James Leroy Wilson's one-man magazine.

Monday, July 11, 2016

Just laws, cop abuse, and the arrogance of Eric Garcetti

The 2006 Duke Lacrosse case featured:
  • An investigation of a  real crime. Unlike, say, the phony "crimes" like gun or drug possession, rape has an actual victim 
  • White men, athletes at an elite university, as suspects. Maybe they weren't all rich, but they were privileged with access to  competent legal counsel.
Even after evidence indicated the accused were innocent, the police and prosecutor pursued the case.

If innocent Duke athletes aren't safe from The State, nobody is. Botched prosecutions and wrongful convictions are commonplace even when the laws, such as  laws against rape, murder, and robbery, are just and necessary.

So what happens when they're not? Increasing the minimum wage is a case in point. Los Angeles Mayor Eric Garcetti, in a Freakonomics interview, said it will lead to increased "net economic activity" in his city.

That's a dubious proposition at best, but the more important question is...

Who does Eric Garcetti think he is think he is to make it illegal for people to take jobs at wages they are willing to accept?

Garcetti admits there will be some displacement with a minimum wage hike, but somehow thinks it's worth it. What will happen to the jobless?

They'll likely get public assistance of various kinds. But also, the circumstances will encourage them to earn money in the unlicensed, untaxed shadow economy.

Even if the goods and services they provide aren't illegal in themselves, they're made illegal by the lack of paperwork and taxes.

And that can lead to nosy neighbors calling the police, or police spotting and inquiring into "suspicious" activity themselves. Arrests will be made, convictions plea-bargained, and honest peaceful people will have misdemeanors or even felonies on their record.

In addition, some of that police contact will get out of hand. Sometimes police will panic or become abusive. It's statistically likely the victims will disproportionately be racial minorities.

And when an incident becomes a national headline, we'll again wonder how we can "reform" police departments so they'll be less racist in practice. No doubt Eric Garcetti will have something reasonable and "compassionate" to say.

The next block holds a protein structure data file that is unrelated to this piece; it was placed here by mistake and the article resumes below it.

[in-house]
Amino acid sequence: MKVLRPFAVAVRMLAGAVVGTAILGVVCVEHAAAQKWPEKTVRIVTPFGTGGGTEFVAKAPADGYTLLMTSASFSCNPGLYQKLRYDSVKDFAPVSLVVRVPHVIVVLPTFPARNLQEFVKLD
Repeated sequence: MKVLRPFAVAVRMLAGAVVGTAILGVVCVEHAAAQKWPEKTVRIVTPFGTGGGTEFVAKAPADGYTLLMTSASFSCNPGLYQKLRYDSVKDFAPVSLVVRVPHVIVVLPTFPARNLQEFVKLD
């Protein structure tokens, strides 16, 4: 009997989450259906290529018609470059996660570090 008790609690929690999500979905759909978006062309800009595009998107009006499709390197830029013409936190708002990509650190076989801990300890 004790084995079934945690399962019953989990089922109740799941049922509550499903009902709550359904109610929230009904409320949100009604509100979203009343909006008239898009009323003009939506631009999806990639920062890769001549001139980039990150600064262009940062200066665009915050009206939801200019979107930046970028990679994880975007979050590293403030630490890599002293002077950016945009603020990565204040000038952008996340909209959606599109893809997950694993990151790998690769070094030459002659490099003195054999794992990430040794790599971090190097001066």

But it's the Garcettis of the world who are the fundamental problem. Don't pile on victimless laws on top of just laws and then be shocked when minorities bear the brunt.


  1. Who does Eric Garcetti think he is think he is to make it illegal for people to take jobs at wages they are willing to accept?

    This is indeed the central point. More generally, who do politicians think they are when they pass laws criminalizing any sort of peaceful, consensual behavior among adults? Yet my sense is that most people never ask themselves the question, "What limits, if any, should there be on government(s), as long as laws are passed with good intentions?" There is disquiet whenever someone asserts "None of your business!" It seems to bespeak (to most people's minds) an unhealthy obsession with oneself and one's own selfish desires, rather than to the community as a whole, where it belongs.

    And of course, most people cannot reconcile a frank devotion to self-interest with a person who also gives willingly to charity.

    Even crazier, if possible, than minimum wage laws are laws against "price gouging" during weather or other crises. Crazier, because at least minimum wage names an exact figure in dollars and cents as a floor, but price gouging laws are vague of necessity. Many prices, constantly varying, represent what any given product was sold for before the crisis; what's the maximum permissible price after the crisis hits? And the sanctimonious "You must provide for me" mindset that these laws foster, yecccccch. But I ramble. Great column.